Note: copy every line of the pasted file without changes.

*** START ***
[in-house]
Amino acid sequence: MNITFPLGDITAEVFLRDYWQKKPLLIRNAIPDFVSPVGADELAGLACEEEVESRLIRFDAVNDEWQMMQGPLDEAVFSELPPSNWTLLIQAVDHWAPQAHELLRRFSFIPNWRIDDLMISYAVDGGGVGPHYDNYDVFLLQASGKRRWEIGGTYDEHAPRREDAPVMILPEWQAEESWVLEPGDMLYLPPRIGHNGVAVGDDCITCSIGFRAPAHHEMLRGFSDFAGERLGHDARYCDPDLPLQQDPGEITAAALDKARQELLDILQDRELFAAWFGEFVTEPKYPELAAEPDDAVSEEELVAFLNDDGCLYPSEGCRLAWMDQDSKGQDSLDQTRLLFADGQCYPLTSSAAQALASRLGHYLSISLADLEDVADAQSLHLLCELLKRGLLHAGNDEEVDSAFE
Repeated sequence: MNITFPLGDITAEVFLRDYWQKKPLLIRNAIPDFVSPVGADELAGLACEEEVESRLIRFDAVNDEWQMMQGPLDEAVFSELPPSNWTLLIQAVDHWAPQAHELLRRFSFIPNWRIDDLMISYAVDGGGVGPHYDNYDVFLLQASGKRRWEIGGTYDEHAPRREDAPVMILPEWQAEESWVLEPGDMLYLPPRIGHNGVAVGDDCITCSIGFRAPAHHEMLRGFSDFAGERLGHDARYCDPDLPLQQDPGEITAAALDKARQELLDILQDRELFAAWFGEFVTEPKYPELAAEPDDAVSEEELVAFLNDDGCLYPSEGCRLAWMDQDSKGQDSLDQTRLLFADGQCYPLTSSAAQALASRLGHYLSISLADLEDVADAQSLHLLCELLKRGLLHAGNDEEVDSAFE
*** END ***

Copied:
[in-house]
Amino acid sequence: MNITFPLGDITAEVFLRDYWQKKPLLIRNAIPDFVSPVGADELAGLACEEEVESRLIRFDAVNDEWQMMQGPLDEAVFSELPPSNWTLLIQAVDHWAPQAHELLRRFSFIPNWRIDDLMISYAVDGGGVGPHYDNYDVFLLQASGKRRWEIGGTYDEHAPRREDAPVMILPEWQAEESWVLEPGDMLYLPPRIGHNGVAVGDDCITCSIGFRAPAHHEMLRGFSDFAGERLGHDARYCDPDLPLQQDPGEITAAALDKARQELLDILQDRELFAAWFGEFVTEPKYPELAAEPDDAVSEEELVAFLNDDGCLYPSEGCRLAWMDQDSKGQDSLDQTRLLFADGQCYPLTSSAAQALASRLGHYLSISLADLEDVADAQSLHLLCELLKRGLLHAGNDEEVDSAFE
Repeated sequence: MNITFPLGDITAEVFLRDYWQKKPLLIRNAIPDFVSPVGADELAGLACEEEVESRLIRFDAVNDEWQMMQGPLDEAVFSELPPSNWTLLIQAVDHWAPQAHELLRRFSFIPNWRIDDLMISYAVDGGGVGPHYDNYDVFLLQASGKRRWEIGGTYDEHAPRREDAPVMILPEWQAEESWVLEPGDMLYLPPRIGHNGVAVGDDCITCSIGFRAPAHHEMLRGFSDFAGERLGHDARYCDPDLPLQQDPGEITAAALDKARQELLDILQDRELFAAWFGEFVTEPKYPELAAEPDDAVSEEELVAFLNDDGCLYPSEGCRLAWMDQDSKGQDSLDQTRLLFADGQCYPLTSSAAQALASRLGHYLSISLADLEDVADAQSLHLLCELLKRGLLHAGNDEEVDSAFE